Great Catholic Converts and Catholic literary revival: from Chesterton to the Royal Family (and the recent changes in Royal succession); Beatifications and Canonizations of Catholic Martyrs from 1535 to 1681 by Pope Paul VI and Pope John Paul II; Pope Benedict XVI and England–his outreach to “groups of Anglicans” with the Personal Ordinariate; his visit to England and the beatification of John Henry Newman
Four important years:
1) 1829: Catholic Emancipation–Catholics at last able to vote, worship freely,
2) 1845: John Henry Newman becomes a Catholic–harbinger of wave of Oxford Movement converts
3) 1850: Restoration of the Hierarchy–Catholic revival (churches, schools, convents, monasteries–infrastructure)
4) 1870: Papal Infallibility and Catholic Loyalty–John Henry Newman and Conscience
The Glorious Revolution of 1688–desposition of the last Catholic King of England, James II: Catholic low point from 1688 to 1829; demonstrate how Catholics were second-class citizens, neither tolerated nor persecuted, obscure and isolated. Describe the efforts of Bishop Richard Challoner and Father Alban Butler to remind Catholics of their heritage; recount the beginnings of toleration for Catholics in the late eighteenth century–and anti-Catholic reaction. Return to Maryland: end of religious freedom for Catholics until after the American Revolution and the Constitution of 1789.
Highlight the religious conflict in England leading to the English Civil War; describe the Puritan Experiment in government, including its attack on Christmas. Describe the great religious crisis of the Popish Plot during the reign of the restored Stuart monarch, Charles II–recount the injustice of the trials of the last great wave of Catholic martyrs from 1679 to 1681. Continue the story of Maryland, describing Calvert’s heirs and their efforts to inculcate religious tolerance and freedom of religion in their colony–the changing fortunes of Catholics in the Maryland colony during the the Civil War and Restoration.
Explain the two great dangers to Elizabeth and how they affected Catholics: her rivalry with Mary, Queen of Scots and the Spanish Armada (plots led by Catholics to depose Elizabeth and replace her with Mary on England’s throne and the Catholic position on the Spanish Armada). Describe the wave of martyrdoms of Catholic priests and laity after the Armada: why are they martyrs?
Describe the end of the Tudor dynasty and the transition to the Stuart dynasty–the status of Catholics in 1603.
Describe the legislation that established the Church of England as a via media compromise between Calvinism and Catholicism (The Book of Common Prayer and the Thirty-Nine Articles). Catholic Reaction: The Northern Rebellion.The controversial excommunication of Elizabeth I by Pope St. Pius V–casting suspicion on all Catholics in England and leading to recusancy and martyrdom. Stories of early martyrs like St. Edmund Campion and St. Robert Southwell.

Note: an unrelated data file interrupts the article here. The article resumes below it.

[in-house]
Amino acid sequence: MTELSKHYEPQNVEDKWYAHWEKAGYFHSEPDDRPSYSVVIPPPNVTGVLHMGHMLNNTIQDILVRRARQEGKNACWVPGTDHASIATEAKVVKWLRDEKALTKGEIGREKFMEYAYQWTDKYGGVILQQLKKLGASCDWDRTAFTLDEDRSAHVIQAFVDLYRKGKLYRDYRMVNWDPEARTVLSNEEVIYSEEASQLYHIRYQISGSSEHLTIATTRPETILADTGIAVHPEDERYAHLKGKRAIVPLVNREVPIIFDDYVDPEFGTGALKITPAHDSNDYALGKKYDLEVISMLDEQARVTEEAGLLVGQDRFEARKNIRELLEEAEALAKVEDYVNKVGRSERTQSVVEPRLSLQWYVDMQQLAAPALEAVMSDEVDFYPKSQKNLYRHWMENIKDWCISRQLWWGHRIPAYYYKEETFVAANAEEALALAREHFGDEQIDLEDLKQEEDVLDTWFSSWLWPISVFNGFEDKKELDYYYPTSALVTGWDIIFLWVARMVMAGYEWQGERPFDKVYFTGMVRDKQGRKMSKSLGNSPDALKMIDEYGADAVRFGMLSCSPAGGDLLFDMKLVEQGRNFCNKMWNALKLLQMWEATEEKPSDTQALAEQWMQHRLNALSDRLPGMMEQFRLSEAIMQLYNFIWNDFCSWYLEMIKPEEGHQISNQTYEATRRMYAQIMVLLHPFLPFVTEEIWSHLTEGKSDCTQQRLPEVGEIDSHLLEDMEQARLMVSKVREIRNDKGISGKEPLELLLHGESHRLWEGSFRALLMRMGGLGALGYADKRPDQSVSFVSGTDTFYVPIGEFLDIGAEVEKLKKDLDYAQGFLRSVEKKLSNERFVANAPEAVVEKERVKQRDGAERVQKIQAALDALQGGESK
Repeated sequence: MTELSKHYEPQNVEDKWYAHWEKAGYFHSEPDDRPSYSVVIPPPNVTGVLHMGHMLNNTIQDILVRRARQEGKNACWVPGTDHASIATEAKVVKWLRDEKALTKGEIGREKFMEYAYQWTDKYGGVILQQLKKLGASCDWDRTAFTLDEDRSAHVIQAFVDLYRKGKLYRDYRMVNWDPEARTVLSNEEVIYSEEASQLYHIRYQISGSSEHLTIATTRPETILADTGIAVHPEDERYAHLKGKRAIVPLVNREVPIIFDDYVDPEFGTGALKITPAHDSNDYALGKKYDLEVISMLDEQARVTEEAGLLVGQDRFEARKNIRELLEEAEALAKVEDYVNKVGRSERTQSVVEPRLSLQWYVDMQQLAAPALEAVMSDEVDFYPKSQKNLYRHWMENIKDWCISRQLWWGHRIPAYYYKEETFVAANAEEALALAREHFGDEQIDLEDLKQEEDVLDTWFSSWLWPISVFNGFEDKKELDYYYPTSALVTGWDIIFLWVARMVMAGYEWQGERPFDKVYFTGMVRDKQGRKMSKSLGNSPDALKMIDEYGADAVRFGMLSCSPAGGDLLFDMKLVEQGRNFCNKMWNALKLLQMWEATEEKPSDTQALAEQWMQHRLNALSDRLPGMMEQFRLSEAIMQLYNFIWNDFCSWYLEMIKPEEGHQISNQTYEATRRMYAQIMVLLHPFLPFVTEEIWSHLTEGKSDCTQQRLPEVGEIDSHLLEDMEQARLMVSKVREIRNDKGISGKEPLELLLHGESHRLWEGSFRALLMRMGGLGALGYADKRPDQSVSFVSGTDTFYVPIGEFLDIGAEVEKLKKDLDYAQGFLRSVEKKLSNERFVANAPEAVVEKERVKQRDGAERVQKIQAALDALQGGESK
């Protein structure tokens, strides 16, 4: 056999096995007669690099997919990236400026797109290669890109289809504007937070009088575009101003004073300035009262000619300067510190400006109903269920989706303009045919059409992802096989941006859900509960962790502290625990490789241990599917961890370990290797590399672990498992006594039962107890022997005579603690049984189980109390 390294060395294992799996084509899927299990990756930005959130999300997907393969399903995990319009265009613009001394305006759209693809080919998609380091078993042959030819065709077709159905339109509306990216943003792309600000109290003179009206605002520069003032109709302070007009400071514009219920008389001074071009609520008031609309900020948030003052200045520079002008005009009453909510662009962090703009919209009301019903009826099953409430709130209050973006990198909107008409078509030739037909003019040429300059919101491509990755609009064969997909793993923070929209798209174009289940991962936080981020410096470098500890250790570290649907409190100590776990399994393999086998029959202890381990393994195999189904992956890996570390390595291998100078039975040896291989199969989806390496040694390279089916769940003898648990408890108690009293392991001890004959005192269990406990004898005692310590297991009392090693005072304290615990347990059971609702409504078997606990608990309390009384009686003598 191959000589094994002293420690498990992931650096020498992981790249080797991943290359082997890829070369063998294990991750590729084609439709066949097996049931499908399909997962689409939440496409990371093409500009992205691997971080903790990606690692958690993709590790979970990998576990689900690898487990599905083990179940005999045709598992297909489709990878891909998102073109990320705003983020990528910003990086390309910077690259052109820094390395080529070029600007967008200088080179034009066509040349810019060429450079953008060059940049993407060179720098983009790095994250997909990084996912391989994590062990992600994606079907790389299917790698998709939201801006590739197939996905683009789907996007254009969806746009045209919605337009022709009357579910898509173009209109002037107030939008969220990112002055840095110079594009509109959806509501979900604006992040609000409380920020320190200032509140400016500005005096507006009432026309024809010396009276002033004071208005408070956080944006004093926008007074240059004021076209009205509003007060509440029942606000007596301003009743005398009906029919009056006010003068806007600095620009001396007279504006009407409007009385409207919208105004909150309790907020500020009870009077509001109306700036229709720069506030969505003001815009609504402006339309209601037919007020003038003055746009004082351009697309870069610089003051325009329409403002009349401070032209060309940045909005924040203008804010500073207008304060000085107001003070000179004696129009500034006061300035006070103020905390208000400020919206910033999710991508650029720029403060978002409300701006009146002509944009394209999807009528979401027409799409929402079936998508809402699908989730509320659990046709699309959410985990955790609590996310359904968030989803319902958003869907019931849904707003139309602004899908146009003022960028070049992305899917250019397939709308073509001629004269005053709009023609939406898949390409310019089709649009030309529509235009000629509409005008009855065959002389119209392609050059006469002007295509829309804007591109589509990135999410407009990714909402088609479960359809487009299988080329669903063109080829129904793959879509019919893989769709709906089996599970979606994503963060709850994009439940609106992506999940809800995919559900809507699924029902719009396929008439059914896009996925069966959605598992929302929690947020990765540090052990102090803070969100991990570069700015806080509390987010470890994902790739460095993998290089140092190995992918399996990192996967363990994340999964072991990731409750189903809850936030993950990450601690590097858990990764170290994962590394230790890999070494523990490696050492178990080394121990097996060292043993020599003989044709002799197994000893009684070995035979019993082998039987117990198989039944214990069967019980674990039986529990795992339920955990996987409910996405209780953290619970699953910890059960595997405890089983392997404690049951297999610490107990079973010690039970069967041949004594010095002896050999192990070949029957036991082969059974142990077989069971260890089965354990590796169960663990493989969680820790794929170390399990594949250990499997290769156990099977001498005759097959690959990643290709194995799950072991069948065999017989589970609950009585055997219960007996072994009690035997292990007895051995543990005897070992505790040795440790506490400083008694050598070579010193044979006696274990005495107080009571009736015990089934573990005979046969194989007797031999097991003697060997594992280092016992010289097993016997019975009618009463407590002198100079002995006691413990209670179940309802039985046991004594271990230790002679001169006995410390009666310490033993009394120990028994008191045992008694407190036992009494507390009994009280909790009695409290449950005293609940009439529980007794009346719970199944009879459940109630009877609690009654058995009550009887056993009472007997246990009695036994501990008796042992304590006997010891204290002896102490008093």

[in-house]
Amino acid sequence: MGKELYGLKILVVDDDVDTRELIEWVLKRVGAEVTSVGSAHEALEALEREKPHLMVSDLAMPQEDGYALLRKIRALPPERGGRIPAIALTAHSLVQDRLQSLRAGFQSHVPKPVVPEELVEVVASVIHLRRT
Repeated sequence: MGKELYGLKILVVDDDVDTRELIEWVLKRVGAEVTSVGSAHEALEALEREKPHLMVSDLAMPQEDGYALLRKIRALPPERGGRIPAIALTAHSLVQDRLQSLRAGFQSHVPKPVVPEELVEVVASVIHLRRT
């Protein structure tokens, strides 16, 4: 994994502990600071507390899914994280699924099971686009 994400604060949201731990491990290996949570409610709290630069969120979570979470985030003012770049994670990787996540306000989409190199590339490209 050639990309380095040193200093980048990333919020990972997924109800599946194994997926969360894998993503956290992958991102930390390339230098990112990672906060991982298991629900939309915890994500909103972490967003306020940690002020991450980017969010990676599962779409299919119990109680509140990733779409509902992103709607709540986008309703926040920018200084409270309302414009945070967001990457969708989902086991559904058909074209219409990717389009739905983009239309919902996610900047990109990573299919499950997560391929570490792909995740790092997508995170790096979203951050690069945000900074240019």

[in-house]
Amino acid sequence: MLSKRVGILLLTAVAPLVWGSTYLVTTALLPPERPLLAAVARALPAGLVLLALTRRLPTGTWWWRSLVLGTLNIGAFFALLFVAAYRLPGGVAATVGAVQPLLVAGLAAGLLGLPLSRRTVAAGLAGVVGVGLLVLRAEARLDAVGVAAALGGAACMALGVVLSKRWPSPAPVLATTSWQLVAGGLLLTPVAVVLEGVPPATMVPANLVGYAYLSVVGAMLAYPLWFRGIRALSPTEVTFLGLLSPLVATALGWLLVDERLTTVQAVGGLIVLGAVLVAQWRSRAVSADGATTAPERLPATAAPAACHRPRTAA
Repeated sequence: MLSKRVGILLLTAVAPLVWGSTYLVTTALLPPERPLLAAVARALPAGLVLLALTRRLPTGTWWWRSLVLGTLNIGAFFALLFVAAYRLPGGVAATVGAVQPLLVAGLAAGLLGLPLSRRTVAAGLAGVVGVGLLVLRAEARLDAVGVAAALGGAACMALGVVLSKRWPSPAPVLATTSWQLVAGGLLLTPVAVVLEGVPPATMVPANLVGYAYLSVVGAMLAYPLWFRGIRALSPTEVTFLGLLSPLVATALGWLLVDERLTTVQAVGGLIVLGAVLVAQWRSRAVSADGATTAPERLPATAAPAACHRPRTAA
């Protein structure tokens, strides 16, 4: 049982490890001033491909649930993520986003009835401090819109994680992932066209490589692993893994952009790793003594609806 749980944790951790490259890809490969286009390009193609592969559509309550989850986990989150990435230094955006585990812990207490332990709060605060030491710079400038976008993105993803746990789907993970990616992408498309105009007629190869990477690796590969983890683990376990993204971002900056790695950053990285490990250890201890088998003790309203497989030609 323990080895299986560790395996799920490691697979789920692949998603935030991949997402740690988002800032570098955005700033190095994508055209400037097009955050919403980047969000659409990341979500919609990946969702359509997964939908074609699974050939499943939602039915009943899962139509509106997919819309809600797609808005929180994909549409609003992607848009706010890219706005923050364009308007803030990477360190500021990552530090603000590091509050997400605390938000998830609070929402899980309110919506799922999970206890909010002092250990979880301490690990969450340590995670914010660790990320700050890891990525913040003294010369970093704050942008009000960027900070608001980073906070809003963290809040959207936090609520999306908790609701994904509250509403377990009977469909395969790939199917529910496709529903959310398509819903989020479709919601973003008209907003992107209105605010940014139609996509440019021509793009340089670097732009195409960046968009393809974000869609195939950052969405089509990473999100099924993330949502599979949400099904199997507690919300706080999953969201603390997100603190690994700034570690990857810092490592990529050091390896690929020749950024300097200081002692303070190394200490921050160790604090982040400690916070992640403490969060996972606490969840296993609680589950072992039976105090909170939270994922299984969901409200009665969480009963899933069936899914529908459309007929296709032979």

The failure of Lady Jane Grey’s reign; the succession of Mary, Henry VIII and Catherine of Aragon’s daughter. The controversy over the burning of heretics during Mary I’s reign; her efforts to restore Catholicism more positively: the efforts of Cardinal Reginald Pole, the last Catholic Archbishop of Canterbury. The death of Mary and the succession of Elizabeth, her half-sister–the legacy of “Bloody Mary” and her current reputation.
Calvinism in England during the reign of Edward VI; the influence of Continental Reformers; Thomas Cranmer and the Book of Common Prayer; popular reaction and rebellion. Discuss Edward VI and his position as a young king trying to control his older half-sister Mary (conflict over her Catholicism and Mass) and the attempt to prevent a Catholic Queen (the story of Lady Jane Grey).
Tell the story of why Henry VIII broke away from the Holy Father in Rome and established the Church of England with himself as the Supreme Head and Governor; describe the first martyrs (the Carthusians, Thomas More, John Fisher, etc); the Dissolution of the Monasteries; the death of Henry VIII and his legacy.
Brief notes on changing interpretation of the English Reformation in historical studies. Description of the Catholic Church in England before the Reformation/Break from Rome: based on landmark study by Eamon Duffy, note the vitality and integration of Catholicism with everyday life in England: introduce some main characters of the story: Thomas More, Thomas Wolsey, John Fisher, Henry VIII
Relevance of the English Reformation for religious freedom issues in the United States (and around the world) today, including the HHS Mandate; context for the Personal Ordinariate established by Pope Benedict XVI for groups of Anglicans wishing to become Catholics; background for the U.S. Constitution’s First Amendment. Distinction of the English Reformation from the Protestant Reformation on the Continent in the 16th century.
“The English Reformation Today” tells the story of the English Reformation and its aftermath, focusing on how it affected Catholics in England after their Church was driven underground and their Faith and its practice outlawed. The series also highlights the on-going significance of the English Reformation today in many ways: issues of religious freedom; ecumenical issues between the Catholic Church and the Church of England, etc.